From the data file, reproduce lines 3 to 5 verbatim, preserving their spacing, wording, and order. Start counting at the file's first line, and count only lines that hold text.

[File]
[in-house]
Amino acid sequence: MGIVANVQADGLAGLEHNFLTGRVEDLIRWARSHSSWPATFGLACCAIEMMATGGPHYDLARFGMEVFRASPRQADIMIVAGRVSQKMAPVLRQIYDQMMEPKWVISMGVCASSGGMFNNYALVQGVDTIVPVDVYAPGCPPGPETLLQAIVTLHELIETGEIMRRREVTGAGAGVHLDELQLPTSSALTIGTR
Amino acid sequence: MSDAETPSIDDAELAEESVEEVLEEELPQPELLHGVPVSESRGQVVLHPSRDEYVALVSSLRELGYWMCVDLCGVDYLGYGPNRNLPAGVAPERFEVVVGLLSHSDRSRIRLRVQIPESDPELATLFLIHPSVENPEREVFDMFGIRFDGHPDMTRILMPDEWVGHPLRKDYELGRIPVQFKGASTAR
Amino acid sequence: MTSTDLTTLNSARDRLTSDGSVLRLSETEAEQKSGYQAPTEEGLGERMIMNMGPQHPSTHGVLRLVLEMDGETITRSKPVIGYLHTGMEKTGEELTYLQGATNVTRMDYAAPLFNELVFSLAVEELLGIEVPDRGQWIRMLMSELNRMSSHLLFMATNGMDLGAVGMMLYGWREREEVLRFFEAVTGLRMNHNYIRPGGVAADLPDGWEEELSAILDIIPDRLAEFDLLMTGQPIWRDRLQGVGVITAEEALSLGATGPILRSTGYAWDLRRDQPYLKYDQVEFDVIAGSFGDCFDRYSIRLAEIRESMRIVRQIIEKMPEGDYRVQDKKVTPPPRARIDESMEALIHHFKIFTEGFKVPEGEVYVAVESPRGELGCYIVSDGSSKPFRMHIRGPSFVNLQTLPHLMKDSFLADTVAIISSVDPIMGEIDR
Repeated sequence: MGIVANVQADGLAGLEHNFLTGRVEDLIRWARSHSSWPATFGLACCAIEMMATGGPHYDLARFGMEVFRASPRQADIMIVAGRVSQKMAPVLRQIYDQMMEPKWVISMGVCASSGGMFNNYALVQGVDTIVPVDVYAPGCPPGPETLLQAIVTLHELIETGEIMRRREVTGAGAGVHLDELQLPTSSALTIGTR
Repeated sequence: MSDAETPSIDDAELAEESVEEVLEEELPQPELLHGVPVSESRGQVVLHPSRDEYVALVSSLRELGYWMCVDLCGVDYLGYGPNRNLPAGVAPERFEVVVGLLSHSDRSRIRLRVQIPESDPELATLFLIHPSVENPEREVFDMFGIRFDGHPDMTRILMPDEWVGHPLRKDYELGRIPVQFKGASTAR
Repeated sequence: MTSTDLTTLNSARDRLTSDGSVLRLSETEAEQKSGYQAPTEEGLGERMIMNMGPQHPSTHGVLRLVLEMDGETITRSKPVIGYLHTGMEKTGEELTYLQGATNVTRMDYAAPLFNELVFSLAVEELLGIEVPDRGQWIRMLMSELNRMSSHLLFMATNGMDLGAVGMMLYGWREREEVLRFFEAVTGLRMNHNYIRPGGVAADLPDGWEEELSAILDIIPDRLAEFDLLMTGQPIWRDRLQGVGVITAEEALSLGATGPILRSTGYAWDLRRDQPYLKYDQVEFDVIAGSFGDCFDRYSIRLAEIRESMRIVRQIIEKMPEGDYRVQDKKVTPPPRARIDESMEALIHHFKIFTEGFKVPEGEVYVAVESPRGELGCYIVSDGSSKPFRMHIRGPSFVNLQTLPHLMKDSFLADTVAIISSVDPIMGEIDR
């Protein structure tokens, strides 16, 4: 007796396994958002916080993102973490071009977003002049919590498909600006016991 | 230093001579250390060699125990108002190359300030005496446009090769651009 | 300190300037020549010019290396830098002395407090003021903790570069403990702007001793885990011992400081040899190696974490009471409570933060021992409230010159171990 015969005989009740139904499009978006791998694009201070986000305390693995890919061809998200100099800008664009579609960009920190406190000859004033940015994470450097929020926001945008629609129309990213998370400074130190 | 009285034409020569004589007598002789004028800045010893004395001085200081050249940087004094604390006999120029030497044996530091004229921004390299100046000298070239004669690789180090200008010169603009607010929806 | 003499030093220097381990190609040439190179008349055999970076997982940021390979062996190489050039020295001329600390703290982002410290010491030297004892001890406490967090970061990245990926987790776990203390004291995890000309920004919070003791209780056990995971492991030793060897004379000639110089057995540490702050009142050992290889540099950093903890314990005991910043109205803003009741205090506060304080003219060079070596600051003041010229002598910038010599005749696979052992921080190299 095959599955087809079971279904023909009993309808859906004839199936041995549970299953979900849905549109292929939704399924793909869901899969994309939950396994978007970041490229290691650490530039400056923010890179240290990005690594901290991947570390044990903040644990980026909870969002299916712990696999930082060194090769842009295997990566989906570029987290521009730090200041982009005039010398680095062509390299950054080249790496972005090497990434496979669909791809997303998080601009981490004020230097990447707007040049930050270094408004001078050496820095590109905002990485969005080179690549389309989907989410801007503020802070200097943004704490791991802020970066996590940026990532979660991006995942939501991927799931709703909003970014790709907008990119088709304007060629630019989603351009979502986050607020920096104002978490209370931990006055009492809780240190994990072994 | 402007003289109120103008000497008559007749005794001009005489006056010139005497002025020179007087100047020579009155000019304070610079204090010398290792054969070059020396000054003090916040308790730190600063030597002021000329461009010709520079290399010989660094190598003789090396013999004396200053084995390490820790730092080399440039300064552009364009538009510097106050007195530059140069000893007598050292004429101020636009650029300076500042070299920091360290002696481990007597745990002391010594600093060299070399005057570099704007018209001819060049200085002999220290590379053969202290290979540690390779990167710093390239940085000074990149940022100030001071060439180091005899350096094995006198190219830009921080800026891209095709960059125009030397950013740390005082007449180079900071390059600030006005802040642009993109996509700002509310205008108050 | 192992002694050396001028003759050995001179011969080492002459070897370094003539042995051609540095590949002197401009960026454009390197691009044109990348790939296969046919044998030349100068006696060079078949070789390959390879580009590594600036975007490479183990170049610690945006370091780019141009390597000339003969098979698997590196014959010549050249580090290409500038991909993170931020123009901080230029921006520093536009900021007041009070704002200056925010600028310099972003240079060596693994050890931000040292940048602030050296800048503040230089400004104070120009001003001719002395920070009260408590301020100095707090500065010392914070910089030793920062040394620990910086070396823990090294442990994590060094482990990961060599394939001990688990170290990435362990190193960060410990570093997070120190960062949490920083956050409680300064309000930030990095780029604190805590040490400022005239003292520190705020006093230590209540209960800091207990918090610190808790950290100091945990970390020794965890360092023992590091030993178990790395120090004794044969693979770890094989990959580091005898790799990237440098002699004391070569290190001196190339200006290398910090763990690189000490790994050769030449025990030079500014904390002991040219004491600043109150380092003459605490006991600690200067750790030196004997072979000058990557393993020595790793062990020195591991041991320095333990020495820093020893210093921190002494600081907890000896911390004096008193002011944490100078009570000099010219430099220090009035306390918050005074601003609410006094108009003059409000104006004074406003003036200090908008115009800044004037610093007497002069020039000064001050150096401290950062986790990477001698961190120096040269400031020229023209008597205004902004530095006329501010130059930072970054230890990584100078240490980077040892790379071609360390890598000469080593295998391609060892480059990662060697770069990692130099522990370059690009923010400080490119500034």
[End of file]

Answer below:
Amino acid sequence: MSDAETPSIDDAELAEESVEEVLEEELPQPELLHGVPVSESRGQVVLHPSRDEYVALVSSLRELGYWMCVDLCGVDYLGYGPNRNLPAGVAPERFEVVVGLLSHSDRSRIRLRVQIPESDPELATLFLIHPSVENPEREVFDMFGIRFDGHPDMTRILMPDEWVGHPLRKDYELGRIPVQFKGASTAR
Amino acid sequence: MTSTDLTTLNSARDRLTSDGSVLRLSETEAEQKSGYQAPTEEGLGERMIMNMGPQHPSTHGVLRLVLEMDGETITRSKPVIGYLHTGMEKTGEELTYLQGATNVTRMDYAAPLFNELVFSLAVEELLGIEVPDRGQWIRMLMSELNRMSSHLLFMATNGMDLGAVGMMLYGWREREEVLRFFEAVTGLRMNHNYIRPGGVAADLPDGWEEELSAILDIIPDRLAEFDLLMTGQPIWRDRLQGVGVITAEEALSLGATGPILRSTGYAWDLRRDQPYLKYDQVEFDVIAGSFGDCFDRYSIRLAEIRESMRIVRQIIEKMPEGDYRVQDKKVTPPPRARIDESMEALIHHFKIFTEGFKVPEGEVYVAVESPRGELGCYIVSDGSSKPFRMHIRGPSFVNLQTLPHLMKDSFLADTVAIISSVDPIMGEIDR
Repeated sequence: MGIVANVQADGLAGLEHNFLTGRVEDLIRWARSHSSWPATFGLACCAIEMMATGGPHYDLARFGMEVFRASPRQADIMIVAGRVSQKMAPVLRQIYDQMMEPKWVISMGVCASSGGMFNNYALVQGVDTIVPVDVYAPGCPPGPETLLQAIVTLHELIETGEIMRRREVTGAGAGVHLDELQLPTSSALTIGTR